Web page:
Going back to crop

After almost a decade with a full format camera, I am considering swapping back to a crop sensor. Why? You might ask. To explain this I have to start early in my digital camera career. I started out with a compact Canon G6. 1/1.8” sensor and quite good quality. Soon I realised that photography was what wanted again after years away from a camera. So I ended up buying my first DSLR, a Canon 350D with a Sigma 24-70mm Lens. This was a great camera. One day I came across the Canon 7D I knew I had to have it. The lust for quality images grew. The quality was, in my opinion, strongly related to sensor size and the purchase of a Canon 5D Mark III was a fact.

In 2016 I realised that my expedition across the Greenlandic Icecap was going to be without my dear Canon 5D Mark III. The reason was that I had to drag along at least the 24-70mm f/2.8, a spare battery and a charging system for those 7,4V batteries. My solar charging system was only at 5V. This meant that I had to bring some bigger and heavier gear to accommodate my full frame. Ending at over 3 kilos of equipment. The result was a Sony RX100MK2. And luckily the images looks great.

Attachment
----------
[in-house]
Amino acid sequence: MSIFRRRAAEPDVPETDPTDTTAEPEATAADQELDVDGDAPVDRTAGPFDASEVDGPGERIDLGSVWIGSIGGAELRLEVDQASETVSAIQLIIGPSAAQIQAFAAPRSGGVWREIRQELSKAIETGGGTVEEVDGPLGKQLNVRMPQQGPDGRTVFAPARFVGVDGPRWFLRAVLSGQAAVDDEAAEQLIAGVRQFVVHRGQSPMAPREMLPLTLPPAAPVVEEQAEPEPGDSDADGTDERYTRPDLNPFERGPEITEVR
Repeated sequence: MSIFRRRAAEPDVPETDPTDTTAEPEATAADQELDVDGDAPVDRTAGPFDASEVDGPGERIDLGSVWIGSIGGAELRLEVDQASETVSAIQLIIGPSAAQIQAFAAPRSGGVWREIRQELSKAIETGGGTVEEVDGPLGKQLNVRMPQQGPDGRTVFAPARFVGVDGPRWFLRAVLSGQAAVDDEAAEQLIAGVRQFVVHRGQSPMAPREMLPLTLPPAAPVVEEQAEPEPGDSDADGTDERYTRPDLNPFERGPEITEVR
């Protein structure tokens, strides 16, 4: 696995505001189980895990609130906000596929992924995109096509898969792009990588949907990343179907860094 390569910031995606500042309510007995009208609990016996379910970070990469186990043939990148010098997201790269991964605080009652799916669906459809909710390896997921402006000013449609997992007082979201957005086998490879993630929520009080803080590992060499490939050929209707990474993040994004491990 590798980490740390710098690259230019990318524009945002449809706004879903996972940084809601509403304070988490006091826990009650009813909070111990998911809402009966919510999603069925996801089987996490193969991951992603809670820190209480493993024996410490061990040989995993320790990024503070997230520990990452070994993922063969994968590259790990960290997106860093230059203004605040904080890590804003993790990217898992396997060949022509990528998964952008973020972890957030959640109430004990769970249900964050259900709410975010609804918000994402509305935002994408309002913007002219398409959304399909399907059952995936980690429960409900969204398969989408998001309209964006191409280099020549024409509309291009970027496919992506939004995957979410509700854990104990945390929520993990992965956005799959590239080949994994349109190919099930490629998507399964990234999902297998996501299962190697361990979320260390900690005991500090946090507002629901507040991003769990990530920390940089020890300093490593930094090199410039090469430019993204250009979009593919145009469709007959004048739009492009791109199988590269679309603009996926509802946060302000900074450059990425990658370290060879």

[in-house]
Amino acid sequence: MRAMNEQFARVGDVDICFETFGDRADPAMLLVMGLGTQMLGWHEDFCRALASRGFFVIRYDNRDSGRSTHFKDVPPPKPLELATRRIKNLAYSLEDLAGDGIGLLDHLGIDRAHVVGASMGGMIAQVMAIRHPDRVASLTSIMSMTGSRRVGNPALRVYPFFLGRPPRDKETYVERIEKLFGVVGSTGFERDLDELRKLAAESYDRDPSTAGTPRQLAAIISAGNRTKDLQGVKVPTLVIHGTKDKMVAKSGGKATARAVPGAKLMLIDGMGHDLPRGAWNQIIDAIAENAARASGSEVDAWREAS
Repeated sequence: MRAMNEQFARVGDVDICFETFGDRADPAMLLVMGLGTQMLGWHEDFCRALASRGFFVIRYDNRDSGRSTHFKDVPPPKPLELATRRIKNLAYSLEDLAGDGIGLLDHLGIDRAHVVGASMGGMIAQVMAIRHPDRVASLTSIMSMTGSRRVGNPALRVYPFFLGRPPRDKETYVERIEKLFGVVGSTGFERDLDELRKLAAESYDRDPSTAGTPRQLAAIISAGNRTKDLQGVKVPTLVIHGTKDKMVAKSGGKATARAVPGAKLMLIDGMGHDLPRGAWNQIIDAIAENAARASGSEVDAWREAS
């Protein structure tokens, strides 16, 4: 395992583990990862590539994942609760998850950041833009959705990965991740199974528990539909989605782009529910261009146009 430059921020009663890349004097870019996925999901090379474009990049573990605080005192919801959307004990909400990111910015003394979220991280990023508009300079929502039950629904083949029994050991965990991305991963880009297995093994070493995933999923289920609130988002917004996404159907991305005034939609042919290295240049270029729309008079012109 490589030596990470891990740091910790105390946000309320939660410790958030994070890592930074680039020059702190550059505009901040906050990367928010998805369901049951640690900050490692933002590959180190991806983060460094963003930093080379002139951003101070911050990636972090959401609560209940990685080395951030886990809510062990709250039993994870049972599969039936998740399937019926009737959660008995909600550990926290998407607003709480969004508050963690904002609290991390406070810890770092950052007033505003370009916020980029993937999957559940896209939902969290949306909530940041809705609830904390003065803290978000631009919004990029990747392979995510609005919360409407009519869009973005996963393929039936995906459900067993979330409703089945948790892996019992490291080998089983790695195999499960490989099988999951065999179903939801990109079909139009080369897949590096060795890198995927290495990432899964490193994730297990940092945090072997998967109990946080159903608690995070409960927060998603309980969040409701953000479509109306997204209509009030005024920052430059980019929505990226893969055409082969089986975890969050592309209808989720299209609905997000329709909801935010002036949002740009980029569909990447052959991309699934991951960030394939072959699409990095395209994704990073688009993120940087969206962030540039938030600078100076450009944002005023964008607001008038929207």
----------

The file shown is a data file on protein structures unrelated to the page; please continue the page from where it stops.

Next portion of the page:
A while after the expedition I got hold of a Canon M100. A nice little camera with a 15-45 lens and a 22mm lens. Both are quite acceptable but not close to the quality of the 5D. I bring along the smaller M100 on my mountain bike trips. If the trips are long I almost always regret not bringing better gear. I did how ever ditch the 5D because of its weight while packing for the trip. If the trips are short I go back later with my big camera to get those images. The M100 is a good camera, but the selection of lenses Canon got for the EF-m mount is not. There is barely a handful of choices and they are all entry level ones. Of course I could have had the adapter and bring my full size lenses, but then again the compact format of the M100 is a bit wasted.

Værnes as the sunset were about to end (Fujifilm X-T4 w/XF16-80mmF4)